The sort algorithm used in the collections library is a bit slower than QuickSort, the traditional choice for a general-purpose sorting algorithm. However, it has one major advantage: It is stable, that is, it doesn’t switch equal elements. Why do you care about the order of equal elements? Here is a common scenario. Suppose you have an employee list that you already sorted by name. Now you sort by salary. What happens to employees with equal salary? With a stable sort, the ordering by name is preserved. In other words, the outcome is a list that is sorted first by salary, then by name.
Collections need not implement all of their “optional” methods, so all methods that receive collection parameters must describe when it is safe to pass a collection to an algorithm. For example, you clearly cannot pass an unmodifiableList list to the sort algorithm. What kind of list can you pass? According to the documentation, the list must be modifiable but need not be resizable.
The terms are defined as follows:
- A list is modifiable if it supports the set method.
- A list is resizable if it supports the add and remove operations.
The Collections class has an algorithm shuffle that does the opposite of sorting—it randomly permutes the order of the elements in a list. For example:
ArrayList<Card> cards = . . .;
If you supply a list that does not implement the RandomAccess interface, the shuffle method copies the elements into an array, shuffles the array, and copies the shuffled elements back into the list.
The program in Listing 9.7 fills an array list with 49 Integer objects containing the numbers 1 through 49. It then randomly shuffles the list and selects the first six values from the shuffled list. Finally, it sorts the selected values and prints them.
3. Binary Search
To find an object in an array, you normally visit all elements until you find a match. However, if the array is sorted, you can look at the middle element and check whether it is larger than the element that you are trying to find. If so, keep looking in the first half of the array; otherwise, look in the second half. That cuts the problem in half, and you keep going in the same way. For example, if the array has 1024 elements, you will locate the match (or confirm that there is none) after 10 steps, whereas a linear search would have taken you an average of 512 steps if the element is present, and 1024 steps to confirm that it is not.
The binarySearch of the Collections class implements this algorithm. Note that the collection must already be sorted, or the algorithm will return the wrong answer. To find an element, supply the collection (which must implement the List interface—more on that in the note below) and the element to be located. If the collection is not sorted by the compareTo element of the Comparable interface, supply a comparator object as well.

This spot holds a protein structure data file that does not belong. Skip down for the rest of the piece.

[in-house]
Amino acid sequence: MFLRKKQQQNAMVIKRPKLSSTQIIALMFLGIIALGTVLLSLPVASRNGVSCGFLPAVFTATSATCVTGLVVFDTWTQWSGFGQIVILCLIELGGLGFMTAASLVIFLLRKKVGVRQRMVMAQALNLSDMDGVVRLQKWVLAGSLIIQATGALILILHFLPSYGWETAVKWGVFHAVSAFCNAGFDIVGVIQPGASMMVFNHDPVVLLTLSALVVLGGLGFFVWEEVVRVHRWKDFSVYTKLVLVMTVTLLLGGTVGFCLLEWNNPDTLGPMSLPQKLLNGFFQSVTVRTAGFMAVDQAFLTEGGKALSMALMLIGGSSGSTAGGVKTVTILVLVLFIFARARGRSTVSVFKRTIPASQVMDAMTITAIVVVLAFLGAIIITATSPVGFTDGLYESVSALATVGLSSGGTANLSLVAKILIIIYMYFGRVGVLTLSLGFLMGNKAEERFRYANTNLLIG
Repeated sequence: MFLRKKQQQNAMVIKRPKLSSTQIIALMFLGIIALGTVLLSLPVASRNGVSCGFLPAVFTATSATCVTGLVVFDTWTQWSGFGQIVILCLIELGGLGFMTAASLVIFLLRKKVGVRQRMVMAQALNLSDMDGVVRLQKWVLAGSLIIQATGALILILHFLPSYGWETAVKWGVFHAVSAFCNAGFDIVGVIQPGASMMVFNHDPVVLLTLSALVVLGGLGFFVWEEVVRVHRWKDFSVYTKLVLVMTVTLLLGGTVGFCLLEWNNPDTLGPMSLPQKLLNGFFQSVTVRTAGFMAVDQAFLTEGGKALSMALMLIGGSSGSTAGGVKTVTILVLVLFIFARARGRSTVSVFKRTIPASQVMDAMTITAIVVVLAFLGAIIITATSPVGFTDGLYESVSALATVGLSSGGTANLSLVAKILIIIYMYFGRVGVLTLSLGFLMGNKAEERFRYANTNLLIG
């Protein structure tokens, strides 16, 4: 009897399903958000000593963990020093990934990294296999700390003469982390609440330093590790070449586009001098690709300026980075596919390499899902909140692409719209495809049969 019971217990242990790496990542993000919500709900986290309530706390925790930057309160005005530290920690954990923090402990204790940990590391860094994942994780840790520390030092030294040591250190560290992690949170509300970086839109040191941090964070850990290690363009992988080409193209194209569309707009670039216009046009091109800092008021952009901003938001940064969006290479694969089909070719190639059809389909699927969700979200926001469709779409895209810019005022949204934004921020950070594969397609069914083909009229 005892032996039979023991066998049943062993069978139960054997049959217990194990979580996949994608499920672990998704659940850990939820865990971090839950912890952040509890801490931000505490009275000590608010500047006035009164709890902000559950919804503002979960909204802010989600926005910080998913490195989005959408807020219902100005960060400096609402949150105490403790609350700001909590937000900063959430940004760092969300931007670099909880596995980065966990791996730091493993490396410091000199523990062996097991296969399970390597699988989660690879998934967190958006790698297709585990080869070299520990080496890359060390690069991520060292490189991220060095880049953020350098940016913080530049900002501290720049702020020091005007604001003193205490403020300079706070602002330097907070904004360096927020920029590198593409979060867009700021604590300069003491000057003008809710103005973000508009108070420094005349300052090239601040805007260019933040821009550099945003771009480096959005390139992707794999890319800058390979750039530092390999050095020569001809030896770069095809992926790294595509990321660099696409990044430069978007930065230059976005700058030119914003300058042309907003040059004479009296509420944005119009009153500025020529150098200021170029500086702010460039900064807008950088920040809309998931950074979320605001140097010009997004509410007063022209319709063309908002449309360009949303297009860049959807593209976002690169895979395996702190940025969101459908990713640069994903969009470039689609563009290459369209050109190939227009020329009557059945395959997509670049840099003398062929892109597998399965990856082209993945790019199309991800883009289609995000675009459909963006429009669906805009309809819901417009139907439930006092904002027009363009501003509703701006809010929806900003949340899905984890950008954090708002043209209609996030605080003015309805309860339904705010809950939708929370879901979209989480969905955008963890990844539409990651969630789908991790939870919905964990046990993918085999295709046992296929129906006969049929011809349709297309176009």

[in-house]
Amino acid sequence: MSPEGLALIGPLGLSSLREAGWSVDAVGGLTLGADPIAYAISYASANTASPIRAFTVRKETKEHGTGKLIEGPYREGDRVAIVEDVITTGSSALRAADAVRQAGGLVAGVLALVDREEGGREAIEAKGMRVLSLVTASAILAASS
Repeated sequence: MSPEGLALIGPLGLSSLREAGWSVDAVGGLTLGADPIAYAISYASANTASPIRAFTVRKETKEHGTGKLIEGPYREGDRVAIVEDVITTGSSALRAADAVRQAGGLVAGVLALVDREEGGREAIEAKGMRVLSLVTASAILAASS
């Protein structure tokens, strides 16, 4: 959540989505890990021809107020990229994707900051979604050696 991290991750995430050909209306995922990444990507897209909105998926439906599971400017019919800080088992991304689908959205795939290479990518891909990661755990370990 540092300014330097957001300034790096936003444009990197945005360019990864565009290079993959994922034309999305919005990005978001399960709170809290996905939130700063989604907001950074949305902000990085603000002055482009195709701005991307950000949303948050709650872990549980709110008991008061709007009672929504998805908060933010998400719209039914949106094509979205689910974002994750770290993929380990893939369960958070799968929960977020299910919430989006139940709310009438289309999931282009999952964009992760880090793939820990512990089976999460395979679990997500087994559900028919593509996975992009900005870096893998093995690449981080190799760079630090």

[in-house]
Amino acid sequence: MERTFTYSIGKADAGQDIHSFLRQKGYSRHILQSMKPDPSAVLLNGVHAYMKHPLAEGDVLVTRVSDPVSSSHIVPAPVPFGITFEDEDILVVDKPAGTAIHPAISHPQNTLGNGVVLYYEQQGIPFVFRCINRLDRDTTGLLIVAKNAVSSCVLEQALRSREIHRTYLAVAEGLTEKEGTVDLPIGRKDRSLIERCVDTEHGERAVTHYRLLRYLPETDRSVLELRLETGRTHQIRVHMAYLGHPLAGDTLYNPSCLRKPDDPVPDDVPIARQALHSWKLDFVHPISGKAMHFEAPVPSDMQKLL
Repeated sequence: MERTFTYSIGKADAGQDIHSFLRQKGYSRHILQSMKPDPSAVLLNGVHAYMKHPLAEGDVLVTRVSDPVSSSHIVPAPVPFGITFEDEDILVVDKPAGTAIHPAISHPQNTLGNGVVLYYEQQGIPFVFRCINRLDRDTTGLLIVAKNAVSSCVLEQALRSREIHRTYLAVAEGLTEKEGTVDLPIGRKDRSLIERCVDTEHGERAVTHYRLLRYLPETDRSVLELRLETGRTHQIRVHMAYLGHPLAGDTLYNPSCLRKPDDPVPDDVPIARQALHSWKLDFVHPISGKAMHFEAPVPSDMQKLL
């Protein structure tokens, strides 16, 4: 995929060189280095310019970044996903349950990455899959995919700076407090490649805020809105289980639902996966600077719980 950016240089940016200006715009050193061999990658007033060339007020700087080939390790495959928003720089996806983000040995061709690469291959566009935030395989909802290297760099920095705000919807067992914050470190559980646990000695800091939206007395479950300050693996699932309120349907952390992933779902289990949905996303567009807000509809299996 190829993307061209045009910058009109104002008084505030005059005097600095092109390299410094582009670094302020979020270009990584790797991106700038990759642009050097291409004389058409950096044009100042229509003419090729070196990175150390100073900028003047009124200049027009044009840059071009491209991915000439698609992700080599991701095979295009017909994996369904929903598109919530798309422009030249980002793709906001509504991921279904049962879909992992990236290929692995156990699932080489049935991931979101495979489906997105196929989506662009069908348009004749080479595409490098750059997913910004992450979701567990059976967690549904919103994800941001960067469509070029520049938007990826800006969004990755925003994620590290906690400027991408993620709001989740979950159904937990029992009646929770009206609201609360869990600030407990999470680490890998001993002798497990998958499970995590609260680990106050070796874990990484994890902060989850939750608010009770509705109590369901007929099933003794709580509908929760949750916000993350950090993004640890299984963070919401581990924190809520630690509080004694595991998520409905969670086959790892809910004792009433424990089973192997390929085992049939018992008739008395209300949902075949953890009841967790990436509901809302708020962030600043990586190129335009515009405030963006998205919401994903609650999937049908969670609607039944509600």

i = Collections.binarySearch(c, element);
i = Collections.binarySearch(c, element, comparator);
A non-negative return value from the binarySearch method denotes the index of the matching object. That is, c.get(i) is equal to element under the comparison order. If the value is negative, then there is no matching element. However, you can use the return value to compute the location where you should insert element into the collection to keep it sorted. The insertion location is
insertionPoint = -i – 1;
It isn’t simply -i because then the value of 0 would be ambiguous. In other words, the operation
if (i < 0)
c.add(-i – 1, element);
adds the element in the correct place.
To be worthwhile, binary search requires random access. If you have to iterate one by one through half of a linked list to find the middle element, you have lost all advantage of the binary search. Therefore, the binarySearch algorithm reverts to a linear search if you give it a linked list.
4. Simple Algorithms
The Collections class contains several simple but useful algorithms. Among them is the example from the beginning of this section-finding the maximum value of a collection. Others include copying elements from one list to another, filling a container with a constant value, and reversing a list.
Why supply such simple algorithms in the standard library? Surely most programmers could easily implement them with simple loops. We like the algorithms because they make life easier for the programmer reading the code. When you read a loop that was implemented by someone else, you have to decipher the original programmer’s intentions. For example, look at this loop:
for (int i = 0; i < words.size(); i++)
if (words.get(i).equals(“C++”)) words.set(i, “Java”);
Now compare the loop with the call
Collections.replaceAU(words, “C++”, “Java”);